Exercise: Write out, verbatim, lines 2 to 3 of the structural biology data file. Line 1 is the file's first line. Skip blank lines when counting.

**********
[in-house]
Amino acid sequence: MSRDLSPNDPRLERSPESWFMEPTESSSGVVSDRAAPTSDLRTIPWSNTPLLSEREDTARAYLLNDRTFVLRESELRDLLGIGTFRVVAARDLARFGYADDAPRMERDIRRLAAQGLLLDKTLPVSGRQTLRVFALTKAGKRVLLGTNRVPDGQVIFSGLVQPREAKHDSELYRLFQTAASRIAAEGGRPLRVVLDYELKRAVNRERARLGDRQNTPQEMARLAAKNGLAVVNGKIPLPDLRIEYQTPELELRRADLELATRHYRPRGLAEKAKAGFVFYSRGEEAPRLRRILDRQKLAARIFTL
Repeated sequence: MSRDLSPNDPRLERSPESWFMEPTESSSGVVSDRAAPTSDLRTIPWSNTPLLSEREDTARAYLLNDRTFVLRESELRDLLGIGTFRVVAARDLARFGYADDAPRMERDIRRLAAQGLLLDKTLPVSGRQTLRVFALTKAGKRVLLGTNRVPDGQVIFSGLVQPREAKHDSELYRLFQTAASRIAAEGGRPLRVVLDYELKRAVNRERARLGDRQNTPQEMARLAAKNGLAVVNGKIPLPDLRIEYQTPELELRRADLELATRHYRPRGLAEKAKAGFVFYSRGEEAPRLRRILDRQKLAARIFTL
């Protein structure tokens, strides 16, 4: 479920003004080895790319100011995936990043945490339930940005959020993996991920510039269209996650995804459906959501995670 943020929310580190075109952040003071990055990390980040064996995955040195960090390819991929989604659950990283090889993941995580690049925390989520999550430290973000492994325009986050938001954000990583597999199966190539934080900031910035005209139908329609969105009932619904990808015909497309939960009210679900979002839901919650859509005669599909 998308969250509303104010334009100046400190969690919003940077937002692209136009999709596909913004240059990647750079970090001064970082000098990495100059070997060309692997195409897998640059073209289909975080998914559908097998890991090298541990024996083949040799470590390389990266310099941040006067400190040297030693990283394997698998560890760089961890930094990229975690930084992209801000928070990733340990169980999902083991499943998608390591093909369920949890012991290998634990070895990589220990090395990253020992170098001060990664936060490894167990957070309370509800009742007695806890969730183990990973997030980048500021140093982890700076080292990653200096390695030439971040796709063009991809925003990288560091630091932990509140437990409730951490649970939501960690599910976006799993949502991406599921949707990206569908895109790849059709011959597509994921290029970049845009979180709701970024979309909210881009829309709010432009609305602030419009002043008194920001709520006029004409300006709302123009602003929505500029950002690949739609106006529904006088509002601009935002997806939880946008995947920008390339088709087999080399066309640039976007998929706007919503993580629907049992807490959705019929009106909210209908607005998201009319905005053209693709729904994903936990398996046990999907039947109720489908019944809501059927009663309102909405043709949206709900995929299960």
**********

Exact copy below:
Amino acid sequence: MSRDLSPNDPRLERSPESWFMEPTESSSGVVSDRAAPTSDLRTIPWSNTPLLSEREDTARAYLLNDRTFVLRESELRDLLGIGTFRVVAARDLARFGYADDAPRMERDIRRLAAQGLLLDKTLPVSGRQTLRVFALTKAGKRVLLGTNRVPDGQVIFSGLVQPREAKHDSELYRLFQTAASRIAAEGGRPLRVVLDYELKRAVNRERARLGDRQNTPQEMARLAAKNGLAVVNGKIPLPDLRIEYQTPELELRRADLELATRHYRPRGLAEKAKAGFVFYSRGEEAPRLRRILDRQKLAARIFTL
Repeated sequence: MSRDLSPNDPRLERSPESWFMEPTESSSGVVSDRAAPTSDLRTIPWSNTPLLSEREDTARAYLLNDRTFVLRESELRDLLGIGTFRVVAARDLARFGYADDAPRMERDIRRLAAQGLLLDKTLPVSGRQTLRVFALTKAGKRVLLGTNRVPDGQVIFSGLVQPREAKHDSELYRLFQTAASRIAAEGGRPLRVVLDYELKRAVNRERARLGDRQNTPQEMARLAAKNGLAVVNGKIPLPDLRIEYQTPELELRRADLELATRHYRPRGLAEKAKAGFVFYSRGEEAPRLRRILDRQKLAARIFTL